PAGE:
themighty logo

4 ‘Helpful’ Comments That Aren’t So Helpful for Someone With PTSD

When you have a friend or family member with post-traumatic stress disorder (PTSD), it can be a hard, tricky road. In my personal experiences, I appreciate the concern, but sometimes (many times), I’ve heard more hurtful things than helpful.

Here are some examples of comments I find to be unhelpful, and what you can say or do instead:

1. “Give it to God.” “You can pray it away.” “Go to church more.” “God always answers prayers, just wait.”

I have “given it to God.” I pray and attend church when I’m able. However, the constant barrage of these sentiments have actually pushed me away from religion at times. It makes me feel like I’m not good enough for God to help me.

Instead: If the person is religious, pray for them and let them know. Prayers are always appreciated, but it’s not as simple as that.

2. “You should really try (insert vitamins, cleanses, the latest fad on the Internet guaranteed to cure everything).”

Sigh. I’ve tried many things. But I’ve found things like essential oils, while beneficial to some for relaxation and meditation, cannot fix a broken brain.

Instead: Help the person see his/her doctor and therapist who is trained to deal with PTSD. Offer them a ride. Or, making a meal for the family after “therapy day” is more helpful than any advice you heard on TV.

3. “I understand exactly how you feel.”

I’m sorry, but no two traumas are exactly the same. What triggers me may not trigger someone else. Sometimes it’s a scent, a place, a scene in a movie. The possibilities are endless. You cannot feel exactly the way I feel. You do not experience my exact flashbacks, night terrors or panic attacks. When you say this, it makes me feel like you’re downplaying what I’m going through.

Instead: Say, “I’m so sorry. I can’t imagine how you are feeling right now — but I’m here for you if you want to talk.”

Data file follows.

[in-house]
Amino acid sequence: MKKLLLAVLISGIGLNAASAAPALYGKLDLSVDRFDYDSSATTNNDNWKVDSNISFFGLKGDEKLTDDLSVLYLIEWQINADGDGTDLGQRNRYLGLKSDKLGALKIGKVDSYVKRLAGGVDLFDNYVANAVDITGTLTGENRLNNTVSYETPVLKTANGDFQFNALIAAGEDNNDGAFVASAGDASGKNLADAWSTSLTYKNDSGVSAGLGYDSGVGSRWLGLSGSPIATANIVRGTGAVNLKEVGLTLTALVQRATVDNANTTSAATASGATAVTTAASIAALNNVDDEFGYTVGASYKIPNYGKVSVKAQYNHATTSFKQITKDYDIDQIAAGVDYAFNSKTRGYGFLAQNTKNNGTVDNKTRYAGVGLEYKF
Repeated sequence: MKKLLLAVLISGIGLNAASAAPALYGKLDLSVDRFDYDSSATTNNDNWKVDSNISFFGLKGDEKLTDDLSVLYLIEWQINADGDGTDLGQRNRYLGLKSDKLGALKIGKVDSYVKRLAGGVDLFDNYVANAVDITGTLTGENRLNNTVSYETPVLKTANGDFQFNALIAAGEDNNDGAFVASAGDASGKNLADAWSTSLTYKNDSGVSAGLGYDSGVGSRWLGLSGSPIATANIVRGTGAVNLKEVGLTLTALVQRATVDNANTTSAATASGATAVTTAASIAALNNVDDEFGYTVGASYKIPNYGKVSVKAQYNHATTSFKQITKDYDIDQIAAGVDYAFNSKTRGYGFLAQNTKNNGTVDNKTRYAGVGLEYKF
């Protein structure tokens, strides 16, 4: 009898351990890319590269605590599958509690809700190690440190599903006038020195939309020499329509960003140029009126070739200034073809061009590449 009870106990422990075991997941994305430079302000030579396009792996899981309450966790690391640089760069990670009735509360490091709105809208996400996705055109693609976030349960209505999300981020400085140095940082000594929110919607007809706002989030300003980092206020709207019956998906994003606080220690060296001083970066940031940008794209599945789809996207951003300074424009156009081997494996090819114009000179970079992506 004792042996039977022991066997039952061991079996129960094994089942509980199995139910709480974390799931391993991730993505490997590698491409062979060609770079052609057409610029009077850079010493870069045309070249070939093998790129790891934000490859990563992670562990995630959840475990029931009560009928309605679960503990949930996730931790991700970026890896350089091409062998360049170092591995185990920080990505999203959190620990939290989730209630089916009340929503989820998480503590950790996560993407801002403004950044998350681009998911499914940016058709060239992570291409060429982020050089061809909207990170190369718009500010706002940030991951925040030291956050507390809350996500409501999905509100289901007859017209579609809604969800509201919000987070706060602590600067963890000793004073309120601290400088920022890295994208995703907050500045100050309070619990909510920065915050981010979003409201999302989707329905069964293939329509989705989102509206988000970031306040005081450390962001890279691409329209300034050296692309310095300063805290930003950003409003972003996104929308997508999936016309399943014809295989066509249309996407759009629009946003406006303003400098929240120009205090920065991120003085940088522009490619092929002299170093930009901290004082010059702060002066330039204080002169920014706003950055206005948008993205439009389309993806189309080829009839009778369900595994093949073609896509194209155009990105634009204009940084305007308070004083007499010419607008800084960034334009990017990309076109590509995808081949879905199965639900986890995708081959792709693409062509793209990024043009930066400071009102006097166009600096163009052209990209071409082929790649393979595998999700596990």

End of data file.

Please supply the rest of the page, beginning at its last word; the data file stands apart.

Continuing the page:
4. “Stop living in the past. It’s so unhealthy!”

I don’t in any way want to re-live my past. I wish I could just get over it. The brain is a tricky animal. I physically cannot stop myself from panic attacks, re-experiencing my traumas and the many other symptoms I have. I would give up just about anything for it to stop.

Instead: Don’t say statements that imply I’m not trying my best.

I once read PTSD is like getting a horrible tattoo all over your body you didn’t ask for, don’t want and spend the rest of your life trying to get removed. That’s a pretty great analogy. PTSD is unpredictable. Sometimes we have good, even great days. Sometimes we struggle. The number one thing you can do is to be kind, always.

The Mighty is asking the following: Tell us a story about a time you encountered a commonly held misconception about your mental illness. How did you react, and what do you want to tell people who hold his misconception? If you’d like to participate, please send a blog post to [email protected] Please include a photo for the piece, a photo of yourself and 1-2 sentence bio. Check out our Share Your Story page for more about our submission guidelines.